NASAA Notes: July 2007


July issue
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July 5, 2007

Did You Know?

Most States End 2007 on a High Note, But Voice Concerns About the Future

Budget conditions remained healthy in many states as fiscal year 2007 came to a close. Most states saw both higher-than-anticipated revenue collections and stable spending levels. This resulted in unexpected revenue growth in 42 states at some point during the fiscal period, according to the National Conference of State Legislatures’ (NCSL) State Budget Update: March 2007.

Unexpected funds often came from increased personal and corporate income tax proceeds. More than half of states that levy these taxes reported that collections were above forecasts, and an additional quarter reported that forecasts were on target with actual collections. These favorable conditions prompted 21 states to increase their original total revenue forecasts at some point during fiscal year 2007.

Despite strong overall revenue collections, weaknesses in several tax categories sparked concern about slowing revenue growth. The weakest performance was seen among sales and use taxes. Of the 45 states that levy sales and use taxes, 14 states reported collections below forecasted levels. In addition, states are contending with accelerating Medicaid costs, which rose 9.2% in the first quarter of the year–the highest quarterly growth rate ever recorded, according to USA Today.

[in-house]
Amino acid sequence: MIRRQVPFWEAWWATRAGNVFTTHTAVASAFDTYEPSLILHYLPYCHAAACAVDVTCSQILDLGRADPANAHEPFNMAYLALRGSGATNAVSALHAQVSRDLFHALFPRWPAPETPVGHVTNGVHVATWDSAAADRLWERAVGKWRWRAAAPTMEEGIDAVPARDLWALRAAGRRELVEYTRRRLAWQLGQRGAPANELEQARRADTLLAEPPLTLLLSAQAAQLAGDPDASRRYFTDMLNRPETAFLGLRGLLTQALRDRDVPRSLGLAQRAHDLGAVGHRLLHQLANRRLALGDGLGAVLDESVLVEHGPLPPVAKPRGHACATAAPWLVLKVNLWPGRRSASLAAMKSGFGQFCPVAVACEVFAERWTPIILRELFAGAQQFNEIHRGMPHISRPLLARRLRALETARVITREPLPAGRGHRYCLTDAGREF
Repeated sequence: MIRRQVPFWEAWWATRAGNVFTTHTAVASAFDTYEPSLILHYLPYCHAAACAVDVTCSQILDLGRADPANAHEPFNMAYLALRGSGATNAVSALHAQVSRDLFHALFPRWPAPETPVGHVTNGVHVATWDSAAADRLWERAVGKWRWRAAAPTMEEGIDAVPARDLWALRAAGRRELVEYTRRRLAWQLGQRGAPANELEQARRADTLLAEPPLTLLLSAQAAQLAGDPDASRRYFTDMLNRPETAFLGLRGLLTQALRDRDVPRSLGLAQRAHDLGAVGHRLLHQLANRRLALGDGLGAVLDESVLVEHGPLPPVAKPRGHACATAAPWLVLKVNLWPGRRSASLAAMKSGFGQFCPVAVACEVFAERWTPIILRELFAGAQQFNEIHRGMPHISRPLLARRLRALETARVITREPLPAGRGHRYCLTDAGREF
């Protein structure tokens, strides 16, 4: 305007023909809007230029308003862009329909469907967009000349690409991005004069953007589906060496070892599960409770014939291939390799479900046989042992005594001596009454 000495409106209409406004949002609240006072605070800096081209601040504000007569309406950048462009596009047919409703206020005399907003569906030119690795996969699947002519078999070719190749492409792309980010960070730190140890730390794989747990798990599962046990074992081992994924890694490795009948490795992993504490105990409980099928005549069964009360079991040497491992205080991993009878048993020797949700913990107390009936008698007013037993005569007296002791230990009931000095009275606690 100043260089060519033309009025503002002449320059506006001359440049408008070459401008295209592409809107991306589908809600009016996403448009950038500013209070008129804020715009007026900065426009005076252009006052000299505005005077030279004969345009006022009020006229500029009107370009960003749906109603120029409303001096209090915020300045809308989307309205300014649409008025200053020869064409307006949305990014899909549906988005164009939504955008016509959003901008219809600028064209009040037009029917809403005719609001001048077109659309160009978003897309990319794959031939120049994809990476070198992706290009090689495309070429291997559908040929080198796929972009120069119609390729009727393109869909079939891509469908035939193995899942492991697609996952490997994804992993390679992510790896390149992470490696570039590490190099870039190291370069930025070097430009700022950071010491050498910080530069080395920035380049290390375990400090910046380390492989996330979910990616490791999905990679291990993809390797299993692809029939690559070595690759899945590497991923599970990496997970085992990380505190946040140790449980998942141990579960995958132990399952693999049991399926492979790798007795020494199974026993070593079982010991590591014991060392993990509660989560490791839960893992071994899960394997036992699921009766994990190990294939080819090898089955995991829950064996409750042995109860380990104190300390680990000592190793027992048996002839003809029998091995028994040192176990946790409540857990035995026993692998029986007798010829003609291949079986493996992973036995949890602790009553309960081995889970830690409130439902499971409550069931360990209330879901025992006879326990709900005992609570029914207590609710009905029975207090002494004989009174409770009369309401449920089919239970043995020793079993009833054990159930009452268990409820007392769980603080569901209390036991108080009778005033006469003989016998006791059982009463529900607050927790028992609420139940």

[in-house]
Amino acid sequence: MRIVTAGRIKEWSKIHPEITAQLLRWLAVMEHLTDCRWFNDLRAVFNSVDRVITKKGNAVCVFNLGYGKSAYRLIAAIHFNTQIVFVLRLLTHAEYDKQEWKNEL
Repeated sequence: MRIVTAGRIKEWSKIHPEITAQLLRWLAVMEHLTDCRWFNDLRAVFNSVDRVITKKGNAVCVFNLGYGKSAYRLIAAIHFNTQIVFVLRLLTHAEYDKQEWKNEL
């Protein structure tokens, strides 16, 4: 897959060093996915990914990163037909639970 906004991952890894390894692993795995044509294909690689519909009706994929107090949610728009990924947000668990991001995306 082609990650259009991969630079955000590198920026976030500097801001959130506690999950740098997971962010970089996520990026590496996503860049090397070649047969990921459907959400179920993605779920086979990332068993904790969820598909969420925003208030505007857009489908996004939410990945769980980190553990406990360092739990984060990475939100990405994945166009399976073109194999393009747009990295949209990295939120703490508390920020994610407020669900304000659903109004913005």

State Plans for Unexpected Funds

  • Using all or some of the resources for one-time projects
  • Building resources into the budget base
  • Making deposits to rainy day funds or other state funds
  • Reducing taxes
  • Carrying resources forward into the next fiscal period
  • Maintaining an un-obligated balance

For more information about your stateas specific plan, see the NCSL report.

Among states that experienced unexpected revenue gains in 2007, some are planning to use a portion of those funds to hedge against slowing revenue growth and future expenditure pressures. According to NCSL, two such strategies include carrying the resources into the next fiscal period to support future spending and leaving the resources as an un-obligated balance in the current fiscal period. Other popular plans for allocating unexpected funds include: using the resources for one-time programs, building the resources into the budget base, making deposits to rainy day funds or reducing taxes.

Sources: State Budget Update, March 2007, National Conference of State Legislatures, April 2007.

“States’ revenue growth sluggish,” USA TODAY, Thursday, June 21, 2007.

In this Issue

Legislative Update

Executive Director's Column

Did You Know?

Frequently Asked Questions




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